Pioneer Children
by Steven Duncan

We panned
for gold in the
sand. The brim of
my hat stretched
across California,
outsourcing shade
to Joshua trees.
As the heat churned
through dusty porches,
my sister
curled into
a paper doll.
Her bonnet strings
hung crossed,
twill cotton
words we whispered.
We caught summer
off guard,
playing out a memory
that wasn’t our own.
Then came
plans to
pan for gold
in the bedtime sky.
That night,
our borrowed hats
were a eulogy.

AUTHOR’S PHOTO CAPTION: This photo was taken at the Mormon Battalion Museum in San Diego, California, circa 2004.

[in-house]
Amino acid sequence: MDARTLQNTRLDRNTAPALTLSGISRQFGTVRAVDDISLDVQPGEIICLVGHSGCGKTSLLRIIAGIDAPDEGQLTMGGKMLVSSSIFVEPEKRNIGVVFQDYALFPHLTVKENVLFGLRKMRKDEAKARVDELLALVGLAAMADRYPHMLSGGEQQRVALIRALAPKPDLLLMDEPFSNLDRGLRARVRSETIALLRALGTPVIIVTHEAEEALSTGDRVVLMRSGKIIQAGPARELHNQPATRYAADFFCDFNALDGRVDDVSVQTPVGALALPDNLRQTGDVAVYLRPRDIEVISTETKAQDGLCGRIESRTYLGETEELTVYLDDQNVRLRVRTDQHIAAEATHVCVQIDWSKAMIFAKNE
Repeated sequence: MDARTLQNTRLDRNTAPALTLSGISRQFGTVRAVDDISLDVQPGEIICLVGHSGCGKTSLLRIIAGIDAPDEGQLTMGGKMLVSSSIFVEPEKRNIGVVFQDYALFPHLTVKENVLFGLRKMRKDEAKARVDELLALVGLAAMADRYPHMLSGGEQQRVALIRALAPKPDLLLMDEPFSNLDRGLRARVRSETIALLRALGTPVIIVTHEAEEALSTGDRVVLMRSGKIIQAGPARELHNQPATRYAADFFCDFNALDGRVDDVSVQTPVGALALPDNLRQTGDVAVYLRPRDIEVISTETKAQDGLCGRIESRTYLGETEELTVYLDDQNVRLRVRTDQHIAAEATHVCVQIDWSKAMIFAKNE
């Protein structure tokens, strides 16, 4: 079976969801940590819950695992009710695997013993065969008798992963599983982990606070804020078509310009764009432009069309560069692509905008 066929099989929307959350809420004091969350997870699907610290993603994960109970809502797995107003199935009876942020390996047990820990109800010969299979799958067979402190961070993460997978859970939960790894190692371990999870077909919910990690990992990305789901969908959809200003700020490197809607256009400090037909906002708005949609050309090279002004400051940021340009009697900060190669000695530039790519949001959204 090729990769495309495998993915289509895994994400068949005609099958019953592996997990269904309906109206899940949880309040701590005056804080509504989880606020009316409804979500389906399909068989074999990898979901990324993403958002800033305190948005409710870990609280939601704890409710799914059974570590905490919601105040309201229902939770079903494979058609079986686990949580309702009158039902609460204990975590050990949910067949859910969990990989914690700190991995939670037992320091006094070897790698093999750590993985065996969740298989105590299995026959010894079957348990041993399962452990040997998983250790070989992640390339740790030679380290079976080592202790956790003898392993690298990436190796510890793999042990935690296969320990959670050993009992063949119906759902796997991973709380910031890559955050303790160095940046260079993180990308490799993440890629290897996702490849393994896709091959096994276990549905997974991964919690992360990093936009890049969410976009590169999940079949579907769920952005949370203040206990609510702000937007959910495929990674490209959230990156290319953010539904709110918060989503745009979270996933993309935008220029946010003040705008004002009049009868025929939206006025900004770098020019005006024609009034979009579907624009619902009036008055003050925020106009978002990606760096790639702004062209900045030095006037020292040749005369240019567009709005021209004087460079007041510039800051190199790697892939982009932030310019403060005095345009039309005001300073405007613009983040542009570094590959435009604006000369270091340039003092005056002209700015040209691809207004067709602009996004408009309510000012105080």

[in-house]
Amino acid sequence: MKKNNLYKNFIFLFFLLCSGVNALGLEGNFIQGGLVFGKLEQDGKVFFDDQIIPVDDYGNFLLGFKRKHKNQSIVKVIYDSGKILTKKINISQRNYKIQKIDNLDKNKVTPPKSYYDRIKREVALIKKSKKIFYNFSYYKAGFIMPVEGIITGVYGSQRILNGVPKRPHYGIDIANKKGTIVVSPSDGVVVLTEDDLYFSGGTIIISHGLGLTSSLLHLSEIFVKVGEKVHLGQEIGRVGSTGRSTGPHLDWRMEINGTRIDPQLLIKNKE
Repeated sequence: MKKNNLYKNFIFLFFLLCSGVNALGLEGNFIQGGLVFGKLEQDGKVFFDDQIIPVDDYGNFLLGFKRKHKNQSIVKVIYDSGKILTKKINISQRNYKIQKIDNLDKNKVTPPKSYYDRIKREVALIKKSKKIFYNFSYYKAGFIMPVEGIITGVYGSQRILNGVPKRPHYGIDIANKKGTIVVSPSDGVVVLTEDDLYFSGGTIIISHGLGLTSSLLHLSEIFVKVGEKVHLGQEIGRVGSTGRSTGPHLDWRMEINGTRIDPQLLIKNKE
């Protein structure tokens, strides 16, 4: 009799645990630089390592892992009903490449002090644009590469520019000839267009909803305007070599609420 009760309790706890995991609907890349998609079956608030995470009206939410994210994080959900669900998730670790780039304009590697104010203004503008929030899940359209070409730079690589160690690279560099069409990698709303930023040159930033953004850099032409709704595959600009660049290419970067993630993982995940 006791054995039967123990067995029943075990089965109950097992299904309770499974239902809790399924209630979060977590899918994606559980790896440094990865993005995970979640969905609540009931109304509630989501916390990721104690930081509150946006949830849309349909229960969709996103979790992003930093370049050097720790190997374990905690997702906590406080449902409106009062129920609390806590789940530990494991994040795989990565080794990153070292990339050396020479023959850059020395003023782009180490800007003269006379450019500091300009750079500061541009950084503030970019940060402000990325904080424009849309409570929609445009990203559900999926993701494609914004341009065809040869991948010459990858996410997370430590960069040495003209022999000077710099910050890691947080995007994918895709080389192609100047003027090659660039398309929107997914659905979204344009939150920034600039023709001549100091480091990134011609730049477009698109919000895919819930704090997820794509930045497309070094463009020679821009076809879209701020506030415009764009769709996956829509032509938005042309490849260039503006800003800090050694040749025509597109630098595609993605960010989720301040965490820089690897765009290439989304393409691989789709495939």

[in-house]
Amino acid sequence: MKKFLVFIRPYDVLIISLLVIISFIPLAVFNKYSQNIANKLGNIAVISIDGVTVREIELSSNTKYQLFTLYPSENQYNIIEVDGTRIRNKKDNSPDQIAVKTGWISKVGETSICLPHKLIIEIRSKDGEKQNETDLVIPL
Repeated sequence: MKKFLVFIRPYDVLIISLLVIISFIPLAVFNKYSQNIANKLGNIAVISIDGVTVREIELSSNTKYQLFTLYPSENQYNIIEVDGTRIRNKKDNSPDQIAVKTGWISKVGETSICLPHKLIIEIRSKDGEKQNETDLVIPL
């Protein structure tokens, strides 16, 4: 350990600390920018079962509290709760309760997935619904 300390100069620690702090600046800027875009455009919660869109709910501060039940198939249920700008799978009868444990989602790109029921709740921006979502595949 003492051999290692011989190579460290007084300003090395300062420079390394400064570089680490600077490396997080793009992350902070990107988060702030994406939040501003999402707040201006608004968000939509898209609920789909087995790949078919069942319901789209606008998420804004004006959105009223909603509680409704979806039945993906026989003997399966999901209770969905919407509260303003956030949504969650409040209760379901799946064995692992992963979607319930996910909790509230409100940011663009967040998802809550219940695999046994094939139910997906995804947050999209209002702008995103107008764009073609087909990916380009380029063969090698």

NOTE FROM THE AUTHOR: This is a poem about a farmer’s hat I wore to pay tribute to my Mormon pioneer ancestors. At the time, I knew very little about their story; many were driven from their homes, separated from their families, and sent to cross the plains marching for the United States army. Some of these men were the first to strike gold in California. I appreciate better now why my mom wanted us to dress up. Back then, I just thought it was cool to hold a musket.


ABOUT THE AUTHOR: Steven Duncan grew up in Utah Valley and served a full-time mission for the LDS Church in Siberia. He is currently studying microbiology at Brigham Young University, with plans to apply to medical school. His poetry has been published by Teen Ink and Rock Canyon Poets.